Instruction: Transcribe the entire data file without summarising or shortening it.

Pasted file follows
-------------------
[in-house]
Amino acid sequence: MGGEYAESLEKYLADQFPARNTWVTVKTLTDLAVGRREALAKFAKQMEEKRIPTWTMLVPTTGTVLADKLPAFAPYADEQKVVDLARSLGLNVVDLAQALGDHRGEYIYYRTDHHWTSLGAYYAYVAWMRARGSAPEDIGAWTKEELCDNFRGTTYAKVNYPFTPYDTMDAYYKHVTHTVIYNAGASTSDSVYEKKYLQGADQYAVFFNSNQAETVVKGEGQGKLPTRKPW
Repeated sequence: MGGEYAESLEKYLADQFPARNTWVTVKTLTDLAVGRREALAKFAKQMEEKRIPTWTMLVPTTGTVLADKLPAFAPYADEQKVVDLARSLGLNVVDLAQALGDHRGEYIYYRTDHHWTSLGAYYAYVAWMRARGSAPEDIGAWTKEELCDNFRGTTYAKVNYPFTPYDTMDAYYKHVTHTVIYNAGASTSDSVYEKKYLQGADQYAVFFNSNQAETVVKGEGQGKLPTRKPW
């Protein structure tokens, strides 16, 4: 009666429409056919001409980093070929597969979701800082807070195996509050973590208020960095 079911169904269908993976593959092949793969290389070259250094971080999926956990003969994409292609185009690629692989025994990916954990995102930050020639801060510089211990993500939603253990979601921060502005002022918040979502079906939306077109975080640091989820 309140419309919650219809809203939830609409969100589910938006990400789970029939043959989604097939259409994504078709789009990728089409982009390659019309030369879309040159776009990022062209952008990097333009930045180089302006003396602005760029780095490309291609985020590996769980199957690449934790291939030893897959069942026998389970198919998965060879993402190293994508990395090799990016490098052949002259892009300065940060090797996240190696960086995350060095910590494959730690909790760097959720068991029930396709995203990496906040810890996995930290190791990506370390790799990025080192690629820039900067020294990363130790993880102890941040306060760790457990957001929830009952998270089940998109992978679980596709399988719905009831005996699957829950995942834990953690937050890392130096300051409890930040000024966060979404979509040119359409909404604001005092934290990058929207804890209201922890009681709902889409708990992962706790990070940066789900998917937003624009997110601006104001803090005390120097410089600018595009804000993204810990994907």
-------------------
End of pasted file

[in-house]
Amino acid sequence: MGGEYAESLEKYLADQFPARNTWVTVKTLTDLAVGRREALAKFAKQMEEKRIPTWTMLVPTTGTVLADKLPAFAPYADEQKVVDLARSLGLNVVDLAQALGDHRGEYIYYRTDHHWTSLGAYYAYVAWMRARGSAPEDIGAWTKEELCDNFRGTTYAKVNYPFTPYDTMDAYYKHVTHTVIYNAGASTSDSVYEKKYLQGADQYAVFFNSNQAETVVKGEGQGKLPTRKPW
Repeated sequence: MGGEYAESLEKYLADQFPARNTWVTVKTLTDLAVGRREALAKFAKQMEEKRIPTWTMLVPTTGTVLADKLPAFAPYADEQKVVDLARSLGLNVVDLAQALGDHRGEYIYYRTDHHWTSLGAYYAYVAWMRARGSAPEDIGAWTKEELCDNFRGTTYAKVNYPFTPYDTMDAYYKHVTHTVIYNAGASTSDSVYEKKYLQGADQYAVFFNSNQAETVVKGEGQGKLPTRKPW
């Protein structure tokens, strides 16, 4: 009666429409056919001409980093070929597969979701800082807070195996509050973590208020960095 079911169904269908993976593959092949793969290389070259250094971080999926956990003969994409292609185009690629692989025994990916954990995102930050020639801060510089211990993500939603253990979601921060502005002022918040979502079906939306077109975080640091989820 309140419309919650219809809203939830609409969100589910938006990400789970029939043959989604097939259409994504078709789009990728089409982009390659019309030369879309040159776009990022062209952008990097333009930045180089302006003396602005760029780095490309291609985020590996769980199957690449934790291939030893897959069942026998389970198919998965060879993402190293994508990395090799990016490098052949002259892009300065940060090797996240190696960086995350060095910590494959730690909790760097959720068991029930396709995203990496906040810890996995930290190791990506370390790799990025080192690629820039900067020294990363130790993880102890941040306060760790457990957001929830009952998270089940998109992978679980596709399988719905009831005996699957829950995942834990953690937050890392130096300051409890930040000024966060979404979509040119359409909404604001005092934290990058929207804890209201922890009681709902889409708990992962706790990070940066789900998917937003624009997110601006104001803090005390120097410089600018595009804000993204810990994907």